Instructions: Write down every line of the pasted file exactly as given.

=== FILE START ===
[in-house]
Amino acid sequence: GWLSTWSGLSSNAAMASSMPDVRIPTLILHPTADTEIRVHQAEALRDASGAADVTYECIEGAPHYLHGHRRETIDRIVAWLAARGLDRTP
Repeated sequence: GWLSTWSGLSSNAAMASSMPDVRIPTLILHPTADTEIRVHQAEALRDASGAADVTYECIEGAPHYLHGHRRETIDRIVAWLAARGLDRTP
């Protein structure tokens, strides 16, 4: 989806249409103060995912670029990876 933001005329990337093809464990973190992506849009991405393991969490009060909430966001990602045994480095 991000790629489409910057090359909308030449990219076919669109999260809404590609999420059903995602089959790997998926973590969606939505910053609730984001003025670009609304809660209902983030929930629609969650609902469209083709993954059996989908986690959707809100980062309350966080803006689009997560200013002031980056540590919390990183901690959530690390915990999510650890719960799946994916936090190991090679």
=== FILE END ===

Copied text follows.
[in-house]
Amino acid sequence: GWLSTWSGLSSNAAMASSMPDVRIPTLILHPTADTEIRVHQAEALRDASGAADVTYECIEGAPHYLHGHRRETIDRIVAWLAARGLDRTP
Repeated sequence: GWLSTWSGLSSNAAMASSMPDVRIPTLILHPTADTEIRVHQAEALRDASGAADVTYECIEGAPHYLHGHRRETIDRIVAWLAARGLDRTP
């Protein structure tokens, strides 16, 4: 989806249409103060995912670029990876 933001005329990337093809464990973190992506849009991405393991969490009060909430966001990602045994480095 991000790629489409910057090359909308030449990219076919669109999260809404590609999420059903995602089959790997998926973590969606939505910053609730984001003025670009609304809660209902983030929930629609969650609902469209083709993954059996989908986690959707809100980062309350966080803006689009997560200013002031980056540590919390990183901690959530690390915990999510650890719960799946994916936090190991090679």